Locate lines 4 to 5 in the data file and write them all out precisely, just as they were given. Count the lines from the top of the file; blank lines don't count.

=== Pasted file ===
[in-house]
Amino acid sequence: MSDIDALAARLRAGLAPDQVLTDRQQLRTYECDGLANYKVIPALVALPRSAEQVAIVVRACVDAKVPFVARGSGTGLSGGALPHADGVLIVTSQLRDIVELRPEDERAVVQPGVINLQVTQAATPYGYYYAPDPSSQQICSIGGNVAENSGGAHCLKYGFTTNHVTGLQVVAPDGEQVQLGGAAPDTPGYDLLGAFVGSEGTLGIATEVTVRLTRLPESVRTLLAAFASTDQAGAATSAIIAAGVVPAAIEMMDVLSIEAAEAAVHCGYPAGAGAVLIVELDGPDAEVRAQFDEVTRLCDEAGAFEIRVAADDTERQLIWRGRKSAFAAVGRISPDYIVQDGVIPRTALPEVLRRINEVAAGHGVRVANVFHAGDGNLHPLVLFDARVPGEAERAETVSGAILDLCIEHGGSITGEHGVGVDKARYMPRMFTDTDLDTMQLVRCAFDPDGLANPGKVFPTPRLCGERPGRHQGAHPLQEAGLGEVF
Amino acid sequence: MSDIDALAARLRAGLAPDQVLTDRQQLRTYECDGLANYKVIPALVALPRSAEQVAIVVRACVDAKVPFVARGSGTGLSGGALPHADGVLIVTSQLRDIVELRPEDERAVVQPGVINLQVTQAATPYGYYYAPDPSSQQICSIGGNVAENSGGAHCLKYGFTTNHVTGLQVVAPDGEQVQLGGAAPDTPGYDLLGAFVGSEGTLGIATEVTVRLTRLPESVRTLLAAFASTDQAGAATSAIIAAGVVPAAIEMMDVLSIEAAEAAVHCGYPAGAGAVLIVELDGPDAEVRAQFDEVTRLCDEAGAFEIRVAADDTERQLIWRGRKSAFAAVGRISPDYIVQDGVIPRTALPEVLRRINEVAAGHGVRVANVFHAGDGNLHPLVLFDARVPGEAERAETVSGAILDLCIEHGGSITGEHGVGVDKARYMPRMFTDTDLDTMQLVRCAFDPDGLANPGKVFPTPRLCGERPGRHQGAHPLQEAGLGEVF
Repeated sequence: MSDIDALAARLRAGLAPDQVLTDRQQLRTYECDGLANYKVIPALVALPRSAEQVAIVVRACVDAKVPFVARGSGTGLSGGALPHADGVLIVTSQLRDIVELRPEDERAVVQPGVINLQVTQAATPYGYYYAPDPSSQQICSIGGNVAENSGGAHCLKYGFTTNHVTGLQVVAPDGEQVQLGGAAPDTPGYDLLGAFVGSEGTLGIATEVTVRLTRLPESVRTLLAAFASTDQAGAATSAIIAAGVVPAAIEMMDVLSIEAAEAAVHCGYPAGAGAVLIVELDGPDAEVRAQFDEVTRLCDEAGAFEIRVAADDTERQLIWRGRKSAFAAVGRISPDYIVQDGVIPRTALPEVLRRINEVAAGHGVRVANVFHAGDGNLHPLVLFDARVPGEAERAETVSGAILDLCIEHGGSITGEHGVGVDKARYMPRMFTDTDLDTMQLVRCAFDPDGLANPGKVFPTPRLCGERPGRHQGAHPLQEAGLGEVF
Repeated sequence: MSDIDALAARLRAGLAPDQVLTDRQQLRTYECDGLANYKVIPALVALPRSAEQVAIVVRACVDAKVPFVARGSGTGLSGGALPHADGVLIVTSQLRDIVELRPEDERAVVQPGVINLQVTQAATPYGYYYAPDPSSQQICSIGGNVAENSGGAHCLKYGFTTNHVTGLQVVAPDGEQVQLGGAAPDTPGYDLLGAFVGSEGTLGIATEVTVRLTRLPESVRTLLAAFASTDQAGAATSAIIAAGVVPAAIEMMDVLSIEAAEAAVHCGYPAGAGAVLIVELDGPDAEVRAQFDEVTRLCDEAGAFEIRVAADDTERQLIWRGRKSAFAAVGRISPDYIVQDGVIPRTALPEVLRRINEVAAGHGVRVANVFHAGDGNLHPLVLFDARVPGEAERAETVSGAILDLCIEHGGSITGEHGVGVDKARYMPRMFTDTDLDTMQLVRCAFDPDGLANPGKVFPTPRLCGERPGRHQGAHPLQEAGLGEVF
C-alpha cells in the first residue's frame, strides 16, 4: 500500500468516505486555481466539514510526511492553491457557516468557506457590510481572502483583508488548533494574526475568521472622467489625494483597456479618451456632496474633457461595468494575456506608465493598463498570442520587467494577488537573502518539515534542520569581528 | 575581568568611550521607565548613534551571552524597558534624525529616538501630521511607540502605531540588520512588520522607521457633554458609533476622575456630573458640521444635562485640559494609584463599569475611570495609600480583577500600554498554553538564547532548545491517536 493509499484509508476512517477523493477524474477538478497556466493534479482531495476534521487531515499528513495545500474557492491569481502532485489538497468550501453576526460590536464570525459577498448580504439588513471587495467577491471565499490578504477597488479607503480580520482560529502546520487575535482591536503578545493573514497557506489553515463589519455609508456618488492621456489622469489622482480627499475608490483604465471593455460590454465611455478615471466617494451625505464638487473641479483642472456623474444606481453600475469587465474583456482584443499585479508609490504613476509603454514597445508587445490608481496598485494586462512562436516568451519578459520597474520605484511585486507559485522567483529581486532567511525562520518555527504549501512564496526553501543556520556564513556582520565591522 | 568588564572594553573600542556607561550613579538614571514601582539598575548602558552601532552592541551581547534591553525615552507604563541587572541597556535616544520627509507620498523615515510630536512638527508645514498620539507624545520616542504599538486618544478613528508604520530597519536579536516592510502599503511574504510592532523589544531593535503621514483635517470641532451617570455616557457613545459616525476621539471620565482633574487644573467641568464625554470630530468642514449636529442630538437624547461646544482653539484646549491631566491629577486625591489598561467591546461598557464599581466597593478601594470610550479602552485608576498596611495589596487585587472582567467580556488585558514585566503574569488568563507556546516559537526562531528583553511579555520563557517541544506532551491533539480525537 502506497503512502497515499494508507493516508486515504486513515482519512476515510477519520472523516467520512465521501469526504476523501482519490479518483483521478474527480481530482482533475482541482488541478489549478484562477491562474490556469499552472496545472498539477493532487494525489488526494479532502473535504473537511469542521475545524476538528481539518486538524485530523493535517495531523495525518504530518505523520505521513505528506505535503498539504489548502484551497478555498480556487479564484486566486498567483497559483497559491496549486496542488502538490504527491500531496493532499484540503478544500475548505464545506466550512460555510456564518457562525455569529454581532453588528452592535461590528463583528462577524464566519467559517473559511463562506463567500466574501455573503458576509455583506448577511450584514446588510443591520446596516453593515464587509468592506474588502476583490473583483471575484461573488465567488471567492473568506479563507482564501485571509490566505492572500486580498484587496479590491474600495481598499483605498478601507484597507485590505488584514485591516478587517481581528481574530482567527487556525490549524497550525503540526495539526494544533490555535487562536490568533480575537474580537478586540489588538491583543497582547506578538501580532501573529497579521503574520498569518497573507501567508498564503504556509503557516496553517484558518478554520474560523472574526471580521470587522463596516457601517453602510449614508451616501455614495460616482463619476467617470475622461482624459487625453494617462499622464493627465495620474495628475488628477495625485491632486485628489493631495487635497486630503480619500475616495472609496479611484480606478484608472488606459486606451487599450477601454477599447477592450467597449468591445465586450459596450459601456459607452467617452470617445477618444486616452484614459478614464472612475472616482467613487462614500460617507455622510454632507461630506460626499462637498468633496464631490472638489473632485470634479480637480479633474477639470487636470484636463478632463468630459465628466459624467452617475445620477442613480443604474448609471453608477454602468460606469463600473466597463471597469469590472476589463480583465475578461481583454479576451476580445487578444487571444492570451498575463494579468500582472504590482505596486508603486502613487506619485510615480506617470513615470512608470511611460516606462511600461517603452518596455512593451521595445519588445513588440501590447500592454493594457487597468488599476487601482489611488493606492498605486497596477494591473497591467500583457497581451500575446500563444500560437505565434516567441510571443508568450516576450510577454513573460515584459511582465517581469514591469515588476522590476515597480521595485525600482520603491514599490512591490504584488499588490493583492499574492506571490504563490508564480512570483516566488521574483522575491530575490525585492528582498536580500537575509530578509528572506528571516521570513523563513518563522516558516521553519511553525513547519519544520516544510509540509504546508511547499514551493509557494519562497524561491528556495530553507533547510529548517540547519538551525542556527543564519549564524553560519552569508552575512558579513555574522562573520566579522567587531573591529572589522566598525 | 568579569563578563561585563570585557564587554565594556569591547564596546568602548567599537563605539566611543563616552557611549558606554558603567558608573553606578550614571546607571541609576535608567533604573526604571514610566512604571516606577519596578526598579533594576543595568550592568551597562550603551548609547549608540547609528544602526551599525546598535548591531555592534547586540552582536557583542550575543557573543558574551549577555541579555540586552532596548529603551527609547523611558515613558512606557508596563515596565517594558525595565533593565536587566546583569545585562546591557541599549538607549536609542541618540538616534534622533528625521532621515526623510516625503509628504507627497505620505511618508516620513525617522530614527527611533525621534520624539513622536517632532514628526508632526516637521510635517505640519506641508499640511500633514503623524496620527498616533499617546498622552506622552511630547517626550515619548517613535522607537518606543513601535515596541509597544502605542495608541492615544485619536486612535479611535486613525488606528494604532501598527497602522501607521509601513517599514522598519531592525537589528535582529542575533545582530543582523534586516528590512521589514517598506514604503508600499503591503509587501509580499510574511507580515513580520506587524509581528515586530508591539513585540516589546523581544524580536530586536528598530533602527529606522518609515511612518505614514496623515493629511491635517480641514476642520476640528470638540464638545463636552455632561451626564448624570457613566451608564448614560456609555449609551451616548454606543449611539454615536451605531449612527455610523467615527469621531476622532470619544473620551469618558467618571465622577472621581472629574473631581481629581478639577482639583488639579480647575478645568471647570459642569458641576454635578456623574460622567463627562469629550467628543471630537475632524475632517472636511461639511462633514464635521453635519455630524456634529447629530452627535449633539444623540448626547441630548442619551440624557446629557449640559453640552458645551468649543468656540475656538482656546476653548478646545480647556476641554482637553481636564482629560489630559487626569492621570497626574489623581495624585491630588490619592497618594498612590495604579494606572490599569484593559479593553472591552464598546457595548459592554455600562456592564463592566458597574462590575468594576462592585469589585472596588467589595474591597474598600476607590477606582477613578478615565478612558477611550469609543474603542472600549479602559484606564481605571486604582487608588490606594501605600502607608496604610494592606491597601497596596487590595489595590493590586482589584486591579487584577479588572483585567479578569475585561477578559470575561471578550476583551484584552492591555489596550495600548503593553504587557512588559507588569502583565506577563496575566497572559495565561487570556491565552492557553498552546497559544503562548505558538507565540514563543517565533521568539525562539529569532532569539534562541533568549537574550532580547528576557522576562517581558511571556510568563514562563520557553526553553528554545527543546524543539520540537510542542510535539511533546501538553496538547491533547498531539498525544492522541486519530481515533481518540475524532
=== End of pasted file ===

Repeated sequence: MSDIDALAARLRAGLAPDQVLTDRQQLRTYECDGLANYKVIPALVALPRSAEQVAIVVRACVDAKVPFVARGSGTGLSGGALPHADGVLIVTSQLRDIVELRPEDERAVVQPGVINLQVTQAATPYGYYYAPDPSSQQICSIGGNVAENSGGAHCLKYGFTTNHVTGLQVVAPDGEQVQLGGAAPDTPGYDLLGAFVGSEGTLGIATEVTVRLTRLPESVRTLLAAFASTDQAGAATSAIIAAGVVPAAIEMMDVLSIEAAEAAVHCGYPAGAGAVLIVELDGPDAEVRAQFDEVTRLCDEAGAFEIRVAADDTERQLIWRGRKSAFAAVGRISPDYIVQDGVIPRTALPEVLRRINEVAAGHGVRVANVFHAGDGNLHPLVLFDARVPGEAERAETVSGAILDLCIEHGGSITGEHGVGVDKARYMPRMFTDTDLDTMQLVRCAFDPDGLANPGKVFPTPRLCGERPGRHQGAHPLQEAGLGEVF
Repeated sequence: MSDIDALAARLRAGLAPDQVLTDRQQLRTYECDGLANYKVIPALVALPRSAEQVAIVVRACVDAKVPFVARGSGTGLSGGALPHADGVLIVTSQLRDIVELRPEDERAVVQPGVINLQVTQAATPYGYYYAPDPSSQQICSIGGNVAENSGGAHCLKYGFTTNHVTGLQVVAPDGEQVQLGGAAPDTPGYDLLGAFVGSEGTLGIATEVTVRLTRLPESVRTLLAAFASTDQAGAATSAIIAAGVVPAAIEMMDVLSIEAAEAAVHCGYPAGAGAVLIVELDGPDAEVRAQFDEVTRLCDEAGAFEIRVAADDTERQLIWRGRKSAFAAVGRISPDYIVQDGVIPRTALPEVLRRINEVAAGHGVRVANVFHAGDGNLHPLVLFDARVPGEAERAETVSGAILDLCIEHGGSITGEHGVGVDKARYMPRMFTDTDLDTMQLVRCAFDPDGLANPGKVFPTPRLCGERPGRHQGAHPLQEAGLGEVF